The cost of living may well appear to be a rich seam for the Labour party to mine, but it isn’t entirely risk-free. As shadow ministers talk about Expensive Things in their speeches and fringe discussions this week in Brighton, they will be aware that voters might sympathise with their theme without fully trusting that their party can fix the problem. The polls still show that voters believe the Tories are the most competent on the economy, and an easy riposte from government ministers could be ‘you stuck by us when we fixed the economy, now let us fix living standards’. The risk is that Labour appears to jump the question of the economy and go straight to living standards without gaining voters’ trust on the former. Why should they therefore trust them to fix the latter?
Ed Balls will try to address this in his speech to the party conference tomorrow. He will call for the Office for Budget Responsibility to audit Labour’s 2015 manifesto to make sure it all adds up. He will say:
‘In tough times it’s even more important that all of our policies and commitments are properly costed and funded. The British people rightly want to know that the sums add up. So we will go one step further and ask the independent Office for Budget Responsibility – the watchdog set up by this government – to independently audit the costings of every individual spending and tax measure in Labour’s manifesto at the next election.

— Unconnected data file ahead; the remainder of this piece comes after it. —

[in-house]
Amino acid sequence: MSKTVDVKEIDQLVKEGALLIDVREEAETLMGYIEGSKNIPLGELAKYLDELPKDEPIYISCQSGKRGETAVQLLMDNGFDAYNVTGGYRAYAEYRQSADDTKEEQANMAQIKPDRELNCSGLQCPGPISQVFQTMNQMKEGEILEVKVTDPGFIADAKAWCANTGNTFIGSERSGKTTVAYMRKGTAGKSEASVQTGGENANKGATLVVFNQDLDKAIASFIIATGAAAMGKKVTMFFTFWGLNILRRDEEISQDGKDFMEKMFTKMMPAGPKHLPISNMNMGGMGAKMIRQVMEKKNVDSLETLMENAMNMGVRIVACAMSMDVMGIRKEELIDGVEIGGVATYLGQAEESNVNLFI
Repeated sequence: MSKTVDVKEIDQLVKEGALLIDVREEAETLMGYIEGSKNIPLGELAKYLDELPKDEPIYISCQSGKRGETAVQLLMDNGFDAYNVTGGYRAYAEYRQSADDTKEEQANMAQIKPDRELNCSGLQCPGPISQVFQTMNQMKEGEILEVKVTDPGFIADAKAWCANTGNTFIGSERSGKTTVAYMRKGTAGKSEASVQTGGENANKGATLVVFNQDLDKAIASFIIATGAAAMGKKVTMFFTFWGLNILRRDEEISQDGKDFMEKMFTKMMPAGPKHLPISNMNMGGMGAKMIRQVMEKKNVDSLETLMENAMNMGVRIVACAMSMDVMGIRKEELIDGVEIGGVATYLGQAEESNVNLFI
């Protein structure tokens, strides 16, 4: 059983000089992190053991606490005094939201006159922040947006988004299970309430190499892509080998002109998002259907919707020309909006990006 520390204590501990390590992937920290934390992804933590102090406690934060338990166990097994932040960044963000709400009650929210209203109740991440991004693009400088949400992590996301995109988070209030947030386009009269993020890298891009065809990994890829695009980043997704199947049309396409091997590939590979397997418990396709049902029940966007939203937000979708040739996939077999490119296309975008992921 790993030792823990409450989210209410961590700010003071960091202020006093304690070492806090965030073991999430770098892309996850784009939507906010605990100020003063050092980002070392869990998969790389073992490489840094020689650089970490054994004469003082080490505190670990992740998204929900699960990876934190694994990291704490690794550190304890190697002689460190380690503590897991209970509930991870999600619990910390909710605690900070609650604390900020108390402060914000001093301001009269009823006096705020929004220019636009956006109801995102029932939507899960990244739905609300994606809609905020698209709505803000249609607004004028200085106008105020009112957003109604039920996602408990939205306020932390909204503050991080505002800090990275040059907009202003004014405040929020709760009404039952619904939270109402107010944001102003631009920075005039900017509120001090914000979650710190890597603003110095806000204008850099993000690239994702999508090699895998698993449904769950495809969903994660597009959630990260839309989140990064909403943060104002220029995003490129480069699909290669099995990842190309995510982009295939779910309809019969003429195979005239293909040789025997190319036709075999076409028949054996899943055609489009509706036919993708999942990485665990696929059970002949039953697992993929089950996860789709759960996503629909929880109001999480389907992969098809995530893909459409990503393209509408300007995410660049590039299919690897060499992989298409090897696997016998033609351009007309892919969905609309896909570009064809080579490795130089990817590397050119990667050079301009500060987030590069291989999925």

‘This is the first time a Shadow Chancellor – the first time any political party in Britain – has ever said it wants this kind of independent audit. A radical change from what’s gone before, but the right thing to do to help restore trust in politics.’
It’s interesting that Balls includes that last sentence. The Labour party this week stands charged of damaging voters’ trust in politics because of the way some of its henchmen behaved in office. It’s unlikely that an independent audit of a manifesto is going to cancel out poisonous briefings aimed at wrecking ministers’ careers. What Balls is really trying to do is restore trust in Labour’s economic policy.Tags: Cost of living, Ed Balls, Labour, Labour conference 2013, UK politics